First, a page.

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In November 2013, EMC sued Pure in federal court in Delaware, claiming that Pure infringed five patents involving various data storage technologies. Last week, the case went to trial – and the case wrapped up this afternoon.
Before the trial started, EMC dropped one patent from the case, and the judge in a pre-trial summary judgment ruling found that we didn’t infringe another. In the same ruling, the judge hearing the case found that Pure infringed certain claims of one of EMC’s patents related to de-duplication technology.
The seven-day trial, therefore, focused on two questions:
The jury’s verdict was split.
The jury awarded EMC damages of $14 million. EMC had originally sought more than $80 million.
Our view has been and remains that EMC’s litigious approach to competition primarily reflects efforts to stabilize its storage business as customers around the world abandon the kind of disk-based storage systems EMC pioneered in favor of flash-based storage from innovative companies like Pure. As the trial proceedings made clear, EMC built its own flash-based storage products via acquisition, rather than organic innovation.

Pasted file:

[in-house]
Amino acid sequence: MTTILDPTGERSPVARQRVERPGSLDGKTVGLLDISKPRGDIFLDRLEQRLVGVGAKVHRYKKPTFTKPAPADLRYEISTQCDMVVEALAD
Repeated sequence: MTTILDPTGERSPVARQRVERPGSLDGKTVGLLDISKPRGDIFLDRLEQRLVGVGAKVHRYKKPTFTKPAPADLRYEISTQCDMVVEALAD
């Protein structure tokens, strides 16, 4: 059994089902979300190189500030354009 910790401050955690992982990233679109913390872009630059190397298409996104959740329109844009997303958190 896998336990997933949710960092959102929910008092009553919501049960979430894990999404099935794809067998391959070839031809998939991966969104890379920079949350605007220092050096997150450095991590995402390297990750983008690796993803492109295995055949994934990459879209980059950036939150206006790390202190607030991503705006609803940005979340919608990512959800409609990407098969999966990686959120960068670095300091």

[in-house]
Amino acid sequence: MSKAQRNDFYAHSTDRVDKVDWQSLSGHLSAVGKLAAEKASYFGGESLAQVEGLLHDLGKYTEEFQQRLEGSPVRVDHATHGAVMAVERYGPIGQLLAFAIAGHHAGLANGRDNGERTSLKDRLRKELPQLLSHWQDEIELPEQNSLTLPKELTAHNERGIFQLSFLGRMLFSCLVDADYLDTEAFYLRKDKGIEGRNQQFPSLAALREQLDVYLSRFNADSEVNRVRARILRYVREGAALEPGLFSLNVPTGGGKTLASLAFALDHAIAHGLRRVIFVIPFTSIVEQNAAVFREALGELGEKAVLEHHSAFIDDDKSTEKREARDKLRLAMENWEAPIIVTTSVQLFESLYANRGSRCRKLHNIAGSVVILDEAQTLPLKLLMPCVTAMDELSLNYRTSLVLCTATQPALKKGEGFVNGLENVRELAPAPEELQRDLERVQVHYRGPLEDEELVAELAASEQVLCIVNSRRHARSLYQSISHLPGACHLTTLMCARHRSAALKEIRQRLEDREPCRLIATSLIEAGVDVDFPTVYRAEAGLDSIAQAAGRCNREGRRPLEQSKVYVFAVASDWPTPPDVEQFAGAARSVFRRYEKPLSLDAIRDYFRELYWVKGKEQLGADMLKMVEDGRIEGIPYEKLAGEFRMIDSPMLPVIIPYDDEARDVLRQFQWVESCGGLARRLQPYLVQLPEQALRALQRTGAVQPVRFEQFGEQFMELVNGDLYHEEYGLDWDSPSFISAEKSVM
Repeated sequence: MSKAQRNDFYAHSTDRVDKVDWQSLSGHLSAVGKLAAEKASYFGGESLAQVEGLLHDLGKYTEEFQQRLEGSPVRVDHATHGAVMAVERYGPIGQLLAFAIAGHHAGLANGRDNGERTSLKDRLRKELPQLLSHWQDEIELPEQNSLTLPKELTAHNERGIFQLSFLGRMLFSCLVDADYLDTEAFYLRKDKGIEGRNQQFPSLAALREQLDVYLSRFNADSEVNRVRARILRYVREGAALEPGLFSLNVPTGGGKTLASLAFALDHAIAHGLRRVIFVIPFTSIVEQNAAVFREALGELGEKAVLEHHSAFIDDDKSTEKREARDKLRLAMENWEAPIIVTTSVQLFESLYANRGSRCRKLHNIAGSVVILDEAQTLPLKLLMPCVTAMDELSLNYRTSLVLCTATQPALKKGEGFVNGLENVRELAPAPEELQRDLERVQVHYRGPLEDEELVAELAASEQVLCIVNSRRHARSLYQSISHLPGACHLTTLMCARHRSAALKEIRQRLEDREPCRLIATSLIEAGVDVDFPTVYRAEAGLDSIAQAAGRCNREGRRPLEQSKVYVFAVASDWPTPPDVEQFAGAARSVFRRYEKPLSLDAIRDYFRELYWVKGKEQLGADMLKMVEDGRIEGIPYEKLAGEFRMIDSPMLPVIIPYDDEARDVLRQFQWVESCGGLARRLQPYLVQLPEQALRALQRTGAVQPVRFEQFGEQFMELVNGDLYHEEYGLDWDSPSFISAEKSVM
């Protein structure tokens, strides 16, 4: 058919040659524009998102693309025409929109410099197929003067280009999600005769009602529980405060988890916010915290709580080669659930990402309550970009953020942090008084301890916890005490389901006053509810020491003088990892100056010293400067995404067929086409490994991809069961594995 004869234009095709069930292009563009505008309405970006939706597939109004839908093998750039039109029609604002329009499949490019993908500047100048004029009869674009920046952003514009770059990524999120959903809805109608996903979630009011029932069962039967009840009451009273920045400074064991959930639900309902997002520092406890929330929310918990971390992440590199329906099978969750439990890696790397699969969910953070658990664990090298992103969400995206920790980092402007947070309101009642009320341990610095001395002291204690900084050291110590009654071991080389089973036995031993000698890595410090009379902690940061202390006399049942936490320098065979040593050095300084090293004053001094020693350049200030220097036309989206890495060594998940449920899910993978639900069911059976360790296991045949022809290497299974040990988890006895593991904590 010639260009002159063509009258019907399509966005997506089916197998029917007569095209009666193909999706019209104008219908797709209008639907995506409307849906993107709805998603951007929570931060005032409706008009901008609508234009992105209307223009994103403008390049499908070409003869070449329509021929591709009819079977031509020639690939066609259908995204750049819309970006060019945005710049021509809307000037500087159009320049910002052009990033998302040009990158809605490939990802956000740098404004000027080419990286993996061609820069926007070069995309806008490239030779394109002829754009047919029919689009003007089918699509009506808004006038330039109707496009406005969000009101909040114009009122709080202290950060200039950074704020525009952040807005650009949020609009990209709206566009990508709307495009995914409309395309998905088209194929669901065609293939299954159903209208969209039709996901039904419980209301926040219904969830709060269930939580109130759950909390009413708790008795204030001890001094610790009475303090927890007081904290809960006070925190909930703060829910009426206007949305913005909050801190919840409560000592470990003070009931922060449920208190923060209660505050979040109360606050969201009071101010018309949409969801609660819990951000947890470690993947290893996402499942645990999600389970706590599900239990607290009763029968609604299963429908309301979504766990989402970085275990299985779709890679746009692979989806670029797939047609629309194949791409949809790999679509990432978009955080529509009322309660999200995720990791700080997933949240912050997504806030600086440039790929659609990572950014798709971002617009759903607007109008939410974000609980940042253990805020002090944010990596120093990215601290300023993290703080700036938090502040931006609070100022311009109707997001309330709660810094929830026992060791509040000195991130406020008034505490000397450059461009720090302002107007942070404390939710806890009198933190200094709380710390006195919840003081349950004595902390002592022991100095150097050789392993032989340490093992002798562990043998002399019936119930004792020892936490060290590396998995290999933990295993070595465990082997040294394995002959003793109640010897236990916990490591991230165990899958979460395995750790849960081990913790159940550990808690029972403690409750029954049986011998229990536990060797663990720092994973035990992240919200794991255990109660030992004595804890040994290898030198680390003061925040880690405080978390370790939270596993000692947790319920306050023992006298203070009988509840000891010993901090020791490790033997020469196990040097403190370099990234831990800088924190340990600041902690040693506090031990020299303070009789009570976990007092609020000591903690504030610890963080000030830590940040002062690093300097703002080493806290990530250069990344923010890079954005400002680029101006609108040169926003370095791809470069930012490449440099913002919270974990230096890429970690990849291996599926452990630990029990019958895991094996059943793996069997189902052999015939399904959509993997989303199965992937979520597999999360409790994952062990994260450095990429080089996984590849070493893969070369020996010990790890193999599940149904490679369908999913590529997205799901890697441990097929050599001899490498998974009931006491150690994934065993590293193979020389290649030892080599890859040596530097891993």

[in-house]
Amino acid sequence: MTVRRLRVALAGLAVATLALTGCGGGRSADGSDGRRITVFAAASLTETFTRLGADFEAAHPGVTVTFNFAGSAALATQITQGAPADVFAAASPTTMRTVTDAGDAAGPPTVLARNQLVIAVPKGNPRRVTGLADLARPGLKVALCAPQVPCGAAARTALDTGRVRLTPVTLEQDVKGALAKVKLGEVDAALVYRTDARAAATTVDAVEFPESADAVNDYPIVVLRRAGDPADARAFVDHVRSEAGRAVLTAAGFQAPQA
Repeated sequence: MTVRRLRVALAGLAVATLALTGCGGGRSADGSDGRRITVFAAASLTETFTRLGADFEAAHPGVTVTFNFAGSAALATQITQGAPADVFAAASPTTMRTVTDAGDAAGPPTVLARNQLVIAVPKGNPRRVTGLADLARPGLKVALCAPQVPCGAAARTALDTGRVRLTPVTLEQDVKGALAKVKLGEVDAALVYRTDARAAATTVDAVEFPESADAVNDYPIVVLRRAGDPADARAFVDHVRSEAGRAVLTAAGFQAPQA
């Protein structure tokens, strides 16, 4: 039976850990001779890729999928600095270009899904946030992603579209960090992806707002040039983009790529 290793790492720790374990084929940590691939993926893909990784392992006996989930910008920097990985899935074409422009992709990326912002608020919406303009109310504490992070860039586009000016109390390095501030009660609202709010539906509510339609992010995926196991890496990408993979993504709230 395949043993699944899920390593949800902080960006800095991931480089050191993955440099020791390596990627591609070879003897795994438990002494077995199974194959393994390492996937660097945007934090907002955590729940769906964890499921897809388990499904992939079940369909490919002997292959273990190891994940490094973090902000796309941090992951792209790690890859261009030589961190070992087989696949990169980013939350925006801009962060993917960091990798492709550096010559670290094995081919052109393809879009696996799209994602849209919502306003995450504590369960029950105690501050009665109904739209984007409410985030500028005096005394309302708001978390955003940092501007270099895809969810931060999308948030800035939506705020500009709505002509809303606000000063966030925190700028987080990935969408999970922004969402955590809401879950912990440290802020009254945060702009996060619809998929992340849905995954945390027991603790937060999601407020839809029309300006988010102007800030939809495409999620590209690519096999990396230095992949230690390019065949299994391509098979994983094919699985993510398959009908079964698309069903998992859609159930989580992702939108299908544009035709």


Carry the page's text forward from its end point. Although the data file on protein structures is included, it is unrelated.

We are gratified that the jury agreed with our view of the facts on most of the issues at trial, although we are disappointed with the one ruling not in our favor on one of EMC’s de-duplication patents. We continue to believe that both the facts and the law are on our side on that issue – and we are considering our options for appealing that aspect of the decision.
It is important to note this ruling will not disrupt Pure, our customers or our partners:
As Pure CEO Scott Dietzen wrote in a blog post in 2013, Pure welcomes marketplace competition. Competition drives innovation and customer value. Competition makes our products better and makes us into a better company, more attuned to customer and partner needs. Competition also fuels market growth. We look forward to continuing to compete with EMC in the public marketplace.